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Rural Healthcare

Advancing rural skills

Author: Paul Hayes

The RACGP’s Fellowship in Advanced Rural General Practice offers GPs in rural and remote Australia the opportunity to reflect on their abilities and develop further skills to help their communities.

 ‘If you’ve seen one country town, you’ve seen one country town’

Context matters regardless of where a GP plies his or her healthcare trade. One practice will never be exactly the same as another.

In the case of GPs who work in rural and remote Australia, the scope of patient populations often takes in entire communities and the differences between locations can be stark.

Rural GPs thus require advanced abilities that can easily be adapted to different settings.

‘Rural general practice has its differences – not good or bad – from other general practice for which you need a certain level of skill,’ Dr Ken Wanguhu, an experienced rural GP, told Good Practice. ‘As you grow in rural general practice you get to appreciate just how much the community that you are working in actually shapes your practice.

‘I you go into a small community and they need obstetric services, for example, then that sort of procedural stuff is important as a GP. Or if it’s an older population, then skills in internal medicine, geriatrics, palliative care, etc become a really big part of it.’

The RACGP’s Fellowship in Advanced Rural General Practice (FARGP) qualification, which is available to general practice registrars as well as experienced GPs, aims to develop advanced rural skills and increase options for safe, accessible and comprehensive care in rural, remote and very remote communities throughout Australia.

‘If you want to work in rural and remote areas and have that credibility as a GP, then you need to show a lifelong commitment to enhancing your skills and your qualifications. The FARGP is a great way to do that,’ Assoc Prof Brad Murphy, an experienced rural GP who recently completed the FARGP, told Good Practice.

‘The wonderful thing about the FARGP is that it has so many opportunities – you’re not necessarily committed to obstetrics, anaesthetics, surgery, or anything else. There is acknowledgement that there is a whole range of other areas of special interest.

‘The FARGP identifies that and gives you an opportunity to be formally recognised for your expertise and qualifications.’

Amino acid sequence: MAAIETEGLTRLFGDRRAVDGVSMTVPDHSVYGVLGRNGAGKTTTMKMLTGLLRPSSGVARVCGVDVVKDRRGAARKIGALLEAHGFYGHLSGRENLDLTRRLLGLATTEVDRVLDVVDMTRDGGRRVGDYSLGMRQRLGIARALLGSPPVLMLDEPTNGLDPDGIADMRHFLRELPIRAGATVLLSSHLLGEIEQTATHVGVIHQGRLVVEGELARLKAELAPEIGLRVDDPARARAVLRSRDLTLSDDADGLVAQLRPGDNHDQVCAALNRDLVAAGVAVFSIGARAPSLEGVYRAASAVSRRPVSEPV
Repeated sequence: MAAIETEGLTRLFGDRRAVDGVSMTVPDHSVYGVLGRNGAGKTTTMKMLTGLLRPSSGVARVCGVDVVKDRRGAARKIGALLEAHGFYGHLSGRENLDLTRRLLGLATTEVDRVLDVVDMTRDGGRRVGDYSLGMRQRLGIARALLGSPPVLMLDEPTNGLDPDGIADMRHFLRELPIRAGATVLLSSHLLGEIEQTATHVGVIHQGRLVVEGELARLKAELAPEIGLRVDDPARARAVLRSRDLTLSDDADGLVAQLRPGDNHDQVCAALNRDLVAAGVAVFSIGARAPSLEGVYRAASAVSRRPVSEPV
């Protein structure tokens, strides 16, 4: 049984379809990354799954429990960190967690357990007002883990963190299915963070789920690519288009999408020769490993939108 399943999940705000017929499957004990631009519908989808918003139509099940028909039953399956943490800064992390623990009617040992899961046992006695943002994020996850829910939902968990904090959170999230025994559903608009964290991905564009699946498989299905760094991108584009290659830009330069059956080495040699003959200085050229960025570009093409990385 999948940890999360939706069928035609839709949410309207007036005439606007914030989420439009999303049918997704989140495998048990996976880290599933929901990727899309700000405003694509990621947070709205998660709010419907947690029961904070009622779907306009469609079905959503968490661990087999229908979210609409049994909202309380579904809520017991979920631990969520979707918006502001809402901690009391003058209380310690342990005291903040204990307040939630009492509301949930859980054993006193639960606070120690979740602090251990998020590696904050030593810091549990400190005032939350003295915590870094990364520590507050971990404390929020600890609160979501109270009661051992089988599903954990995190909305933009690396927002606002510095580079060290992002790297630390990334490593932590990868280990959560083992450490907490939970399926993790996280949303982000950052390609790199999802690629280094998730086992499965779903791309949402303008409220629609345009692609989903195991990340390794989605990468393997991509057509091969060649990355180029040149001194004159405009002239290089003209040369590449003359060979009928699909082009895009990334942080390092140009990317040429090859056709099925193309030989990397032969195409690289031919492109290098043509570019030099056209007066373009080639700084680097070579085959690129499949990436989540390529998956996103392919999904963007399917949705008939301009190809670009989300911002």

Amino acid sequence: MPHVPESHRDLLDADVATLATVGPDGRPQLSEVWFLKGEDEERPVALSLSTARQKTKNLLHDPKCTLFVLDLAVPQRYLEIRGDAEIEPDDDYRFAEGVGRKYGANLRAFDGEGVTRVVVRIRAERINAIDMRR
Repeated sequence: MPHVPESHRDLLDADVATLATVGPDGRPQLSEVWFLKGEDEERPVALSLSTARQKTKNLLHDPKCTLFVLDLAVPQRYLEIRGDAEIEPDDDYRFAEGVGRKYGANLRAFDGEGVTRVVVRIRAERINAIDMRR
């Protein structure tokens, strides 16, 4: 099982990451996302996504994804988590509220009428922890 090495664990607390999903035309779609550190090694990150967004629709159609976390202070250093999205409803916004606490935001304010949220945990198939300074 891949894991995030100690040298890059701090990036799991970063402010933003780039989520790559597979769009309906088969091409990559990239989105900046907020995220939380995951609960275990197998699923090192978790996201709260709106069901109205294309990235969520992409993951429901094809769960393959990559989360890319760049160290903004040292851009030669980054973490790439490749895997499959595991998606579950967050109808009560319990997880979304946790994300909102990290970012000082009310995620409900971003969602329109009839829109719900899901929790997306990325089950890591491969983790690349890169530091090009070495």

Never stop learning

Many practising GPs undertake the FARGP throughout their careers, and Assoc Prof Murphy and Dr Wanguhu represent a significant level of experience in a wide range of areas within general practice.

Assoc Prof Murphy, a long-time GP throughout Queensland, has held roles such as Chair of RACGP Aboriginal and Torres Strait Islander Health and Services Director – Clinical/Medical at the Indigenous Wellbeing Centre in Bundaberg. He is also on the RACGP Council and a founding member of the Jimmy Little Foundation.

Dr Wanguhu, who was born in Kenya and worked as a doctor in Kenya, Somalia and South Africa before coming to Australia in 2001, has practised in the South Australian Riverland town of Waikerie for more than a decade. He is also RACGP Rural Censor and received the faculty’s Brian Williams Award in 2015.

Regardless of their experience, both doctors are aware of the value in continuing their learning. One of the most valuable opportunities the FARGP offers experienced GPs is the chance to take a closer look at their careers and, as such, their abilities.

‘It’s nice to step back on reflect on your skills,’ Dr Wanguhu, who recently completed the FARGP, said. ‘That is what the FARGP gives you a chance to do; to reflect and ask, “What else do I need? What else does my community need?”

‘The FARGP then gives you an opportunity to address any of the areas that you identify.’

Given their extensive backgrounds in general practice, Assoc Prof Murphy and Dr Wanguhu were eligible for the FARGP’s recognition of prior learning (RPL). This pathway recognises the experience, skills and qualifications of experienced rural GPs, offering the opportunity to submit evidence that demonstrates how they meet the specific criteria of the FARGP.

‘Even with the RPL process, there is still a chance to reflect,’ Assoc Murphy said. ‘I found that really useful because I had to go back through a whole lot of stuff that I had done in the past in order to be able to justify to those who were doing the assessment that I had actually met the necessary criteria.

‘It was a useful journey for me to have a look at the things I had completed, both in my medical career at the coalface and in terms of what I had been involved in at a national level. For example, setting up RACGP Aboriginal and Torres Strait Islander Health.